When compared to a control group, those who took the extract had significant improvements in fasting blood sugar, blood pressure, and waist circumference.

Although these findings are encouraging, more research is needed.

SYNOPSIS


More research is needed to determine whether green coffee can lower your risk of heart disease and type 2 diabetes.

Potential dangers and side effects

Green coffee is generally safe, but it may pose a few risks.

Caffeine Side Effects

Green coffee beans, like roasted coffee, naturally contain caffeine.

Although moderate caffeine consumption is likely safe for most healthy people, excessive caffeine consumption may result in negative symptoms such as anxiety, sleep disturbances, and increased blood pressure.

Depending on the variety and brewing method, one cup (8 ounces) of either black or green coffee contains approximately 100 mg of caffeine.

Green coffee may contain slightly more caffeine than black coffee due to a small amount of caffeine lost during the roasting process, but the difference is likely negligible.

Meanwhile, green coffee supplements typically contain 20–50 mg of caffeine per capsule, though some are decaffeinated during the manufacturing process.

If you consume green coffee in any form, you should limit your intake to avoid side effects.

It is possible that this will have an impact on bone health.

A two-month animal study discovered that mice given daily doses of green coffee extract had significant calcium depletion in their bone tissue.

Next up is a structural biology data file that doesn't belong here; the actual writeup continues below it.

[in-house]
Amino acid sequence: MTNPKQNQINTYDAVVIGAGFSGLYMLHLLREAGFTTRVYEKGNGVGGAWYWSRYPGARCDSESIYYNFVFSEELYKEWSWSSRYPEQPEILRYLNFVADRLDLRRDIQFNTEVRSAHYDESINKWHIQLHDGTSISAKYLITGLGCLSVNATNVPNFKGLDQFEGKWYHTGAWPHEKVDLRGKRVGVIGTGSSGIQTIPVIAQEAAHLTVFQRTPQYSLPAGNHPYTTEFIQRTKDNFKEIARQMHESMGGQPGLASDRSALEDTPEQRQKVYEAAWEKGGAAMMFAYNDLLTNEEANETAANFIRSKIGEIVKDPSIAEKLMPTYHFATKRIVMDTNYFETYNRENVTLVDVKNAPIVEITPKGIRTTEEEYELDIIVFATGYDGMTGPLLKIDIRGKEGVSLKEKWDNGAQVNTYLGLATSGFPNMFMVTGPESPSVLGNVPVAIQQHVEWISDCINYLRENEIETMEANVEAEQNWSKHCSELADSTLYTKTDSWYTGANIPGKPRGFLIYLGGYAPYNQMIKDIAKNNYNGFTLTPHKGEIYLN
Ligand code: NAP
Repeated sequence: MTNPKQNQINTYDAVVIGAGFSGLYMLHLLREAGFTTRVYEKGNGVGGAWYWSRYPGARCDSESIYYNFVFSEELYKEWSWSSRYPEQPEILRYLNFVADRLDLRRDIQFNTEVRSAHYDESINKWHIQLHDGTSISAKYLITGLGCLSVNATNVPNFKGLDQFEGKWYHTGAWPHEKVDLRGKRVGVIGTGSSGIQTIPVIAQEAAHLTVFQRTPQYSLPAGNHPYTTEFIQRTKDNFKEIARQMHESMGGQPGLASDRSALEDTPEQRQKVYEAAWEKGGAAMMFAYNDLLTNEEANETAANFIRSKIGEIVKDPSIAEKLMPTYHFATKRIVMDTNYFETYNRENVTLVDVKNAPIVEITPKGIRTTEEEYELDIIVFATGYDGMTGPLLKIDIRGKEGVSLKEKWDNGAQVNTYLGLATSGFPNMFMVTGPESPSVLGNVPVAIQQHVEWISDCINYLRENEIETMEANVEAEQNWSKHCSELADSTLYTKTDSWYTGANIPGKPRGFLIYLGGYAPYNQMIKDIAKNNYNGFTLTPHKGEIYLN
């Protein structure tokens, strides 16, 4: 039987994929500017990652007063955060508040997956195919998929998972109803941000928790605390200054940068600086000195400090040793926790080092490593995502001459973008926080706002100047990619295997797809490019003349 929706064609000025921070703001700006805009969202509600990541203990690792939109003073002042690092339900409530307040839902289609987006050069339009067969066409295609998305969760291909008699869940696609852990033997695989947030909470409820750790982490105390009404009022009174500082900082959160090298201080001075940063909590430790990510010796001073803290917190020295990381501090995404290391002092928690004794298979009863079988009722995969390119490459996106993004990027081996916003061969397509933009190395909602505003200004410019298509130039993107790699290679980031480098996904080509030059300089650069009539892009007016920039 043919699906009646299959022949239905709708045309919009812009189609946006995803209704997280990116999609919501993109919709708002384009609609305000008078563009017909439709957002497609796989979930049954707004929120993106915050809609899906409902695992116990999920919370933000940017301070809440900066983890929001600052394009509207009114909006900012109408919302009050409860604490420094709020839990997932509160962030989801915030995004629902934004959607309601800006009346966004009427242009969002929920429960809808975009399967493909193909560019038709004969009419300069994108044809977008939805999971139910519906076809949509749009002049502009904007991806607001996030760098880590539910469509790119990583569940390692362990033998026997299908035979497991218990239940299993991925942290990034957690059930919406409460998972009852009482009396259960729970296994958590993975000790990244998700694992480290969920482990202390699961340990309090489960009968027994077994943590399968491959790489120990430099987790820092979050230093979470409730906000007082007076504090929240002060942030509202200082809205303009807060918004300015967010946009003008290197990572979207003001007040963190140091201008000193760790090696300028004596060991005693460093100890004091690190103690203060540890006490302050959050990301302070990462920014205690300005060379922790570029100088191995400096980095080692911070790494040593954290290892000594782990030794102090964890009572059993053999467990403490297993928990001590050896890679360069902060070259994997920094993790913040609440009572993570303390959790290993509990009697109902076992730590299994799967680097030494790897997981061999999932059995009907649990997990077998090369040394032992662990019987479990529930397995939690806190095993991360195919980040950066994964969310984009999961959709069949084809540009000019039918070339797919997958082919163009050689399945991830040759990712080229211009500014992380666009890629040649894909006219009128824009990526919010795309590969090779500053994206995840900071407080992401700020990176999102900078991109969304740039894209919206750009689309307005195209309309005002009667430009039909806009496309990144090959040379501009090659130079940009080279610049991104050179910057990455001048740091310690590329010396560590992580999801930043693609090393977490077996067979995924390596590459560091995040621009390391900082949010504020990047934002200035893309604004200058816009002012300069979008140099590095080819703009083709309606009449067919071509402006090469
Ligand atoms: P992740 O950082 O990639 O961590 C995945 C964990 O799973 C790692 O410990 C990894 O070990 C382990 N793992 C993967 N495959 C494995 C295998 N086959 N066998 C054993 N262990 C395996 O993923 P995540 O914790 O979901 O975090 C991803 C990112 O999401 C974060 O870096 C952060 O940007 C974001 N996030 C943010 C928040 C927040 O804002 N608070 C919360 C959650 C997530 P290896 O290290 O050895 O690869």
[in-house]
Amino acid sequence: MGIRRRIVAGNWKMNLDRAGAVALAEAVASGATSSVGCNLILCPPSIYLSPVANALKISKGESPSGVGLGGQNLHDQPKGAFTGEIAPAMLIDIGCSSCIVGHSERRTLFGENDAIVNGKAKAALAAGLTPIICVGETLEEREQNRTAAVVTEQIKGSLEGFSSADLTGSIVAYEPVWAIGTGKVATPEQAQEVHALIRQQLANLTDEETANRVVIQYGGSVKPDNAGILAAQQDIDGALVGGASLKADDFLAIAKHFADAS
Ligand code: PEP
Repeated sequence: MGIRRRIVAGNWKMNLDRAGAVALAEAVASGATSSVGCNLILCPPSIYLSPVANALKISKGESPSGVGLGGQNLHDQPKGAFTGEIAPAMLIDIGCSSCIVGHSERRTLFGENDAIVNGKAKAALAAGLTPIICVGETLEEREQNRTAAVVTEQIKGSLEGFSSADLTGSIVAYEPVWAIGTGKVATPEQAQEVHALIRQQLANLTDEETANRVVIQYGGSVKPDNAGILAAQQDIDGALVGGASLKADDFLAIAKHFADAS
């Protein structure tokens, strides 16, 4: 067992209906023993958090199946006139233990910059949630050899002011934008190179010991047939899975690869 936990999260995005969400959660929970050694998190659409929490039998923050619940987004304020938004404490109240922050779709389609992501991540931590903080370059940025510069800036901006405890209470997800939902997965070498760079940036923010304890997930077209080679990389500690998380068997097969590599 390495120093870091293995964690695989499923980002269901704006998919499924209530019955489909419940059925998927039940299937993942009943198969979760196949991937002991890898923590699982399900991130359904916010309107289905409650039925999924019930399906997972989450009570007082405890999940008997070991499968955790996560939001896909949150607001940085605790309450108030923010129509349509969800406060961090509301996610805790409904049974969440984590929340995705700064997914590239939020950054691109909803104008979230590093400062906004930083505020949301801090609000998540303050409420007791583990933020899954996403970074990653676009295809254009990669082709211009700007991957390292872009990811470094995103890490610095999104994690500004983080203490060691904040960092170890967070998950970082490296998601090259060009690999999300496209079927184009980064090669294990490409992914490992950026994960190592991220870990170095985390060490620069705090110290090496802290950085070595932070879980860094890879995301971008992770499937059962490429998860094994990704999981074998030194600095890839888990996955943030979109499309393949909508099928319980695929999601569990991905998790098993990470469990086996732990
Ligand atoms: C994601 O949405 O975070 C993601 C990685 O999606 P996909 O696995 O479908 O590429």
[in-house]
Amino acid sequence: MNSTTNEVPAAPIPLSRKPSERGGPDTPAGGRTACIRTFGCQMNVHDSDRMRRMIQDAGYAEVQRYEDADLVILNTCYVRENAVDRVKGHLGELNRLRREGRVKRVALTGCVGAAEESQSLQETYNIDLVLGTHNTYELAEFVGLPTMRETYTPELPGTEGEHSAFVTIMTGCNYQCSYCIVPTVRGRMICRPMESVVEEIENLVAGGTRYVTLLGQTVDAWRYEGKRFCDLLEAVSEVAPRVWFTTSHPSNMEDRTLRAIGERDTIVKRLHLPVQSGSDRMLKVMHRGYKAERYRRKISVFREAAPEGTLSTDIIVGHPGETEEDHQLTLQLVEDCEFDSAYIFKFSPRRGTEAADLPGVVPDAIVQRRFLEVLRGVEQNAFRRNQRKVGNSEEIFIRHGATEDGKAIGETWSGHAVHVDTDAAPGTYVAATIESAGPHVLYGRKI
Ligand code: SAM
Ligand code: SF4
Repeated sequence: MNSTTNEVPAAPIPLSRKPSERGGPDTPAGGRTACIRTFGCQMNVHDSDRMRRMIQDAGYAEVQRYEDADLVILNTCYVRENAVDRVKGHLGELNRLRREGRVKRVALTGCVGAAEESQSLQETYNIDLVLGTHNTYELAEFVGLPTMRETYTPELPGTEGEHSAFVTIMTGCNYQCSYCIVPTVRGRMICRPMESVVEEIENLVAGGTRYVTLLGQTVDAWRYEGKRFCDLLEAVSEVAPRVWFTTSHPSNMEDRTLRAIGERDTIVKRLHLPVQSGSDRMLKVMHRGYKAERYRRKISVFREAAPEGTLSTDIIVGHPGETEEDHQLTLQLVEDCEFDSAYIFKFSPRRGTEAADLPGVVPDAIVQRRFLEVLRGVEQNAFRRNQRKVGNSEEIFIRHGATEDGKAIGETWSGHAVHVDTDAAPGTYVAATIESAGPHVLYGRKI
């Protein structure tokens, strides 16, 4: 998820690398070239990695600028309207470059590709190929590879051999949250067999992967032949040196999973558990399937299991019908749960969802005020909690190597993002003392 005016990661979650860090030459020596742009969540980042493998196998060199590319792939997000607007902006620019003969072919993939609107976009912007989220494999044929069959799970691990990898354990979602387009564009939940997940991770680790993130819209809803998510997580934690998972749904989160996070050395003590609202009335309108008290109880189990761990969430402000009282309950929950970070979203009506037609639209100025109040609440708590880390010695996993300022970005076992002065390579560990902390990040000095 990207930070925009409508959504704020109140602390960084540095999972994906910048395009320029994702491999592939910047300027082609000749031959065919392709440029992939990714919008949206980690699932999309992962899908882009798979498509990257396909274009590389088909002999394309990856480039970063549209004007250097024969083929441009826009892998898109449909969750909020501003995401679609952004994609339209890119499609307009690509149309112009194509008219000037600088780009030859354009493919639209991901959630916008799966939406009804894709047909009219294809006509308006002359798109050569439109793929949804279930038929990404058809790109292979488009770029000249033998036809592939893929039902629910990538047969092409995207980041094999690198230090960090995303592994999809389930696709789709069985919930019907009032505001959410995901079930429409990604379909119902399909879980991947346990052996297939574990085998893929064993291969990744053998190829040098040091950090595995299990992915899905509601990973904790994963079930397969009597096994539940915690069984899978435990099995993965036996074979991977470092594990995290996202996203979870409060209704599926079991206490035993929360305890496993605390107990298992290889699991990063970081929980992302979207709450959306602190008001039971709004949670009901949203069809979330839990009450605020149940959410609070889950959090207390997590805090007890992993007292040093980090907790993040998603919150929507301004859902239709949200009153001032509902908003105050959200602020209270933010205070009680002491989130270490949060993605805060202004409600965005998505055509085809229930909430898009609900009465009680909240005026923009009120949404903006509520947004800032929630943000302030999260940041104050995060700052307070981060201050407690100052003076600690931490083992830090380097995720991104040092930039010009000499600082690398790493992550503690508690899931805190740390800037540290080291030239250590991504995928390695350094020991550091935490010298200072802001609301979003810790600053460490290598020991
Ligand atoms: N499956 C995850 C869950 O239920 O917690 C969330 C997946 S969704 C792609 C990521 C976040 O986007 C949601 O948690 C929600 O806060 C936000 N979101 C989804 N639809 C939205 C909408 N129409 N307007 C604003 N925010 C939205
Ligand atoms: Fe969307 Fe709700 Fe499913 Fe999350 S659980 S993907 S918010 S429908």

These findings suggest that long-term use of green coffee supplements may be detrimental to bone health.

Having said that, human research is required.

SYNOPSIS

Caffeine consumption in excess in green coffee may result in negative side effects. Furthermore, preliminary animal research suggests that it may be harmful to bone health, though human studies are needed.

Dosage recommendations

There is insufficient data on green coffee to make specific dosing recommendations.

Nonetheless, at least one study used doses of up to 400 mg of green coffee extract twice daily and found no adverse effects (7Trusted Source).

If you’re thinking about taking this extract, talk to your doctor first to make sure you’re taking the right amount.

SYNOPSIS

There is no clear dosing recommendation for green coffee, but some studies have used doses of up to 400 mg of the extract twice per day safely.

In conclusion

The raw beans of the coffee plant are referred to as green coffee.

Its extract has gained popularity as a weight loss supplement, and it may promote healthy blood sugar and blood pressure levels, though research on its efficacy is limited.

Although few negative effects have been reported, the caffeine content may cause side effects.

If you’re thinking about incorporating green coffee into your daily routine, check with your doctor to make sure it’s safe for you.

You can also make a hot beverage with the whole beans.

Also Read: Benefits of Brown Rice